In September 2021, Deutsche Bank was reported to have organised a “non deal roadshow” event for Whitehaven, and intends to act as a bookrunner for any bond issue that emerges [13]. It has since been reported that Whitehaven could seek to raise up to US$700 million on bond markets [14]. 

Arranging finance for Whitehaven would constitute a breach of Deutsche Bank’s E&S Policy Framework. Any lending, bonds involvement or participation in capital market fundraising for Whitehaven would result in direct or indirect financing of the company’s proposed Vickery and Winchester South coal mines. Even if there were a restriction on the use of the funds, a policy breach would still occur as the finance would free up financial capacity elsewhere within Whitehaven Coal, still enabling it to proceed with new coal and expanded mining projects.

Deutsche Bank’s involvement with Whitehaven Coal during a period of escalating climate change impacts also constitutes a significant reputational risk. The reported decision to arrange finance for the company is a clear failure of Deutsche Bank’s processes, particularly that of the relevant regional risk committee. If Deutsche Bank proceeds with the deal, then the policy breach outlined above raises even more grave reputational, legal and governance concerns that must be directly addressed by the Deutsche Bank board. Deutsche Bank must rule out any further financing for Whitehaven Coal, and other companies planning new coal production.

Adani Enterprises

Financing Adani Enterprises indirectly funds the Carmichael thermal coal mine

Back in 2014, Deutsche Bank was one of the first banks to rule out funding the disastrous Adani Carmichael thermal coal project in Australia. Well over 100 companies have now made that commitment, including over 40 major banks [15].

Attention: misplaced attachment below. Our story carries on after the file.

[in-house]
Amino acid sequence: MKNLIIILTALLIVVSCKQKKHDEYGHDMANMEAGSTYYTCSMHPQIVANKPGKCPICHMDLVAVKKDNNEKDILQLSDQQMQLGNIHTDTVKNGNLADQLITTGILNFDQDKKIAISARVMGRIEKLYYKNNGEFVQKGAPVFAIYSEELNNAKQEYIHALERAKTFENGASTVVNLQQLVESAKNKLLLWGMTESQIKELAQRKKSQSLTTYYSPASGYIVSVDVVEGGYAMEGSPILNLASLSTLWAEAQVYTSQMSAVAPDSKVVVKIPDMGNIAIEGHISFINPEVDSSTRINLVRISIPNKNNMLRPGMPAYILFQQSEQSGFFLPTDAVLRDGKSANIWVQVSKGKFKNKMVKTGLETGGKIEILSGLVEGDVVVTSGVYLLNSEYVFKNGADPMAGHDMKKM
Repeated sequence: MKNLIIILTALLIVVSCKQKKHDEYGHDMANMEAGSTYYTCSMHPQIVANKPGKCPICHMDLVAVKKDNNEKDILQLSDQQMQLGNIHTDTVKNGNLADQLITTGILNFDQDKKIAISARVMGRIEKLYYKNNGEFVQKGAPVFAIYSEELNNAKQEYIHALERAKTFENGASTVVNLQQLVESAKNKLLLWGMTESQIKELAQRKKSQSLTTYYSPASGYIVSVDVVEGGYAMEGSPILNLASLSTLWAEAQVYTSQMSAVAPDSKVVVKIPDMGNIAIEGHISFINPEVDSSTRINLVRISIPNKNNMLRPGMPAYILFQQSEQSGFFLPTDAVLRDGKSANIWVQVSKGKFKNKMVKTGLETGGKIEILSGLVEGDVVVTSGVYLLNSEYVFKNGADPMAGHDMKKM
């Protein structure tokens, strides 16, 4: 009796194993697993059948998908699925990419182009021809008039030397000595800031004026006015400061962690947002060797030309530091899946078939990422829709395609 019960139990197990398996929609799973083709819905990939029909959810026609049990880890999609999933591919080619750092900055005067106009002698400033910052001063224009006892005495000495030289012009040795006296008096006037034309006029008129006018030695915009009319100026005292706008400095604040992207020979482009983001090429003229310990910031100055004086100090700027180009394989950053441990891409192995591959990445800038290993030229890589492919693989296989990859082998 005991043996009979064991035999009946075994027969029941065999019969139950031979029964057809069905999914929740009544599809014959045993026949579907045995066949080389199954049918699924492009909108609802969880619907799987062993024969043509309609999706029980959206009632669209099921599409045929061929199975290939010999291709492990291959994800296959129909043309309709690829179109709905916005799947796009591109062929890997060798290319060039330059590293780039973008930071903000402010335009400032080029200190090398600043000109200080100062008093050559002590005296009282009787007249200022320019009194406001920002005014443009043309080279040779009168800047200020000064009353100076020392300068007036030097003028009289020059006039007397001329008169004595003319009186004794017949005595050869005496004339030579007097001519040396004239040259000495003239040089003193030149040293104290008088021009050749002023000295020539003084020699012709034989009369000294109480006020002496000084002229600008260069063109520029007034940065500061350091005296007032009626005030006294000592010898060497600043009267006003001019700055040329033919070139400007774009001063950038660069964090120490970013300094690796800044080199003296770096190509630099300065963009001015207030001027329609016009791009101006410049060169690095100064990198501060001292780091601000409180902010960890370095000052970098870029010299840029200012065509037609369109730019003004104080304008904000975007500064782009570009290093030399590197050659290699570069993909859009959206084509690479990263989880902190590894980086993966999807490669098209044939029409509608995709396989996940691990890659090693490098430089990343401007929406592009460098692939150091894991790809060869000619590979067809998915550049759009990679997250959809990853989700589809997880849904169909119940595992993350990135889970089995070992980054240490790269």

However, Deutsche Bank has breached this promise and its policy of not directly or indirectly financing new thermal coal mines via its financing of the Adani Group, and in particular the Adani Enterprises subsidiary, which constructed, owns and operates the Carmichael mine and rail line.

Due to the controversial and destructive nature of the Carmichael project, Adani was unable to secure external project finance. This meant that Adani funded the construction of the Carmichael mine and rail line internally, mainly via intercompany loans [16]. This method of funding means that all financing of any Adani Group entity frees up capital which could then flow to Carmichael coal. That is, financing any part of the Adani Group indirectly funds the Carmichael mine.

Deutsche Bank has done exactly this. For example, in July 2021, while Adani was in the process of constructing the Carmichael coal mine, Deutsche bank participated in a US$1 billion bridge loan to Adani Enterprises to cover its purchase of the Mumbai International Airport [17]. It is also part of a group of banks that were working to issue bonds for Adani Enterprises, so it can refinance this bridge loan [18].

Financing Adani Enterprises is a breach of Deutsche Bank’s specific promise on Carmichael and its coal exclusion policy. To stay true to its commitments it must do no further work for the Adani Group.

[1] Deutsche Bank, Deutsche Bank Joins New Net Zero Banking Alliance (21/04/21); Deutsche Bank, How the Paris Climate Agreement has changed the bank (11/12/20).

[2] Deutsche Bank, Christian Sewing speech at Handelsblatt Banking Summit 2021 (08/09/21).

[3] International Energy Agency, Net Zero by 2050 (05/21) p 20.

[4] Ibid p 195.

[5] Intergovernmental Panel on Climate Change, Sixth Assessment Report – Chapter 3 (27/11/21) Table 3.6.

[6] D Welsby et al, Unextractable fossil fuels in a 1.5 °C world, Nature (08/09/21).

[7] SEI et al, The Production Gap Report 2021 (2021) p 15.

[8] Deutsche Bank, Environmental and Social Policy Framework (07/20).

[9] Based on Whitehaven’s annual reports.

[10] Whitehaven Coal, Coal Resources and Coal Reserves Update (26/08/21) p 3.

[11] Market Forces, Whitehaven Coal AGM 2021 (27/10/21).

[12] Based on Refinitiv Eikon research.

[13] Debtwire, Whitehaven Coal to start online NDR for credit investors next week (24/09/21).

[14] P Ker, Whitehaven says Asia will fund coal for decades, Australian Financial Review (26/08/21).

[15] Market Forces, The Adani List (2022).

[16] C Kruger, Debt, not coal, delivers $388m profit to Adani, Sydney Morning Herald (22 July 2021).

[17] Market Forces, Deutsche Bank, JP Morgan and Standard Chartered break promise and loan US$1 billion to Adani coal miner (19 August 2021).

[18] B Kalesh and S Ghosh, Adani Seeks $1 Billion in Bonds to Refinance Mumbai Airport Debt, Bloomberg (22 December 2021).